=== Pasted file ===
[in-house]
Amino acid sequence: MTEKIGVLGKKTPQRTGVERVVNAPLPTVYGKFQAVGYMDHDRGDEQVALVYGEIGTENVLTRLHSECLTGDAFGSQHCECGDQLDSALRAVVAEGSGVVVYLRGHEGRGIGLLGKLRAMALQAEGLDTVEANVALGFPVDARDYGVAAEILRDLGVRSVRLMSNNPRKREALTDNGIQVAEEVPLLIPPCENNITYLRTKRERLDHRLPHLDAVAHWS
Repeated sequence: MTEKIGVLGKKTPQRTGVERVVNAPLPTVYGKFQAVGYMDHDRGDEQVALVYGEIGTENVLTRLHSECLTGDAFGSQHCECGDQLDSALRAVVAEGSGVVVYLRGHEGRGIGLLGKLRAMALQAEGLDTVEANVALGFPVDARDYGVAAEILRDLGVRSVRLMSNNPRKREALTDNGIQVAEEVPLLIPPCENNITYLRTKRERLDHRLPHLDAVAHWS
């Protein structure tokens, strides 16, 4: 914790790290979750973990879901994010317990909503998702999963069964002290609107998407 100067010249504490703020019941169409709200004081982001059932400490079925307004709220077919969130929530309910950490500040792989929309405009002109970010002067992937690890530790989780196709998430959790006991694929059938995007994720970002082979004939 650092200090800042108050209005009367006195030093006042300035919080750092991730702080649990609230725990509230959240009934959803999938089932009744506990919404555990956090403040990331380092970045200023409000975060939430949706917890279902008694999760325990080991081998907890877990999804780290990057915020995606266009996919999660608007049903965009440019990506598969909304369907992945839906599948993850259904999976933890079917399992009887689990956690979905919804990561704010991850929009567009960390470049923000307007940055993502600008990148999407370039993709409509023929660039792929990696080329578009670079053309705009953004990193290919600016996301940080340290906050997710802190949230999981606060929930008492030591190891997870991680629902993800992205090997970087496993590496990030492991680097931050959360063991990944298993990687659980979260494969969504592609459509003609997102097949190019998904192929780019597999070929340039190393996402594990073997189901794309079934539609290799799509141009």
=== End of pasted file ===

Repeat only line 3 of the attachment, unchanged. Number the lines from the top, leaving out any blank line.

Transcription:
Repeated sequence: MTEKIGVLGKKTPQRTGVERVVNAPLPTVYGKFQAVGYMDHDRGDEQVALVYGEIGTENVLTRLHSECLTGDAFGSQHCECGDQLDSALRAVVAEGSGVVVYLRGHEGRGIGLLGKLRAMALQAEGLDTVEANVALGFPVDARDYGVAAEILRDLGVRSVRLMSNNPRKREALTDNGIQVAEEVPLLIPPCENNITYLRTKRERLDHRLPHLDAVAHWS